The Spanish government has ordered a 15-day state of emergency to bring down Covid-19 infection rates in the capital, after a court overturned a partial lockdown imposed a week ago. Madrid and nearby cities will see restrictions enforced by 7,000 police. The capital has been at the centre of a political row, with the centre-right city authorities challenging the Socialist-led government's demands. Cases are down and a state of emergency is unjustified, say city officials. Madrid health minister Enrique Ruiz Escudero insisted that measures already in place were working and that the national government order was "a measure no Madrileño will understand". 

World Health Organization (WHO) reform

 The German Council presidency has set October 30 as its date for a formal meeting of health ministers. Officials have given member states an overview of the COVID-19  response to date and provided updates on the changes that have taken place within the organization to support coronavirus response efforts. These changes include the creation of WHO’s science division — which initiated the Solidarity Trial to compare COVID-19 treatments and assess their effectiveness — and the new emergency preparedness division under the WHO Health Emergencies Programme.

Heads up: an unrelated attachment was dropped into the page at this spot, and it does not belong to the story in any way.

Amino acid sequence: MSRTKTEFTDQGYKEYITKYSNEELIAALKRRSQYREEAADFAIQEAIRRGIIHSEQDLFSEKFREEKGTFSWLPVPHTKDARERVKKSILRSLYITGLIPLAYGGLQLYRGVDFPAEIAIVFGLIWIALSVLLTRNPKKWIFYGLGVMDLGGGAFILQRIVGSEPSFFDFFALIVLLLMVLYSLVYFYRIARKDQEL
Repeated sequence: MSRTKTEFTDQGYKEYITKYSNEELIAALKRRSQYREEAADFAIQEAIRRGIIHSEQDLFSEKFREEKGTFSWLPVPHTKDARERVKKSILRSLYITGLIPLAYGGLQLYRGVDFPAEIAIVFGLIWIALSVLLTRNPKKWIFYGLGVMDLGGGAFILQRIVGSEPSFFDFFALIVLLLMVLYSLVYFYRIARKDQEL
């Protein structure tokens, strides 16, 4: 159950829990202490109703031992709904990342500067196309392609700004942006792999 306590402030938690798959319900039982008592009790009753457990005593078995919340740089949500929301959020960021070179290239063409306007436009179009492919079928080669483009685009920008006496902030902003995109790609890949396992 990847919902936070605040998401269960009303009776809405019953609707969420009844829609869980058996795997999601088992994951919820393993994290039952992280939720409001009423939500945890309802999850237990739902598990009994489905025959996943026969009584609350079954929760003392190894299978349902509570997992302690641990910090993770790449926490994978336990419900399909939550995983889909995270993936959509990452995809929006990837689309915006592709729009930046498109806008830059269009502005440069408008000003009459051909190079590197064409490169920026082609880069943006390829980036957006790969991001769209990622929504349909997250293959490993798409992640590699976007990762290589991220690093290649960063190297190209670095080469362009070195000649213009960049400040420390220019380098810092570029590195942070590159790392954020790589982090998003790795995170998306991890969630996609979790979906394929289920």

Great and good in place

The Council is meeting for a two-day summit today (16 October) and COVID-19 is obviously high on the agenda. Conclusions ahead of the EU summit read: “The Council calls on the Commission and the member states to continue the overall coordination effort, notably regarding quarantine regulations, cross border contact tracing and the joint assessment of testing methods.” Vaccines are also on the list of topics up for discussion.  The Council will discuss “overall co-ordination and the work on the development and distribution of a vaccine at the EU level”.

UK government has 'powers to enforce Manchester restrictions' in lockdown row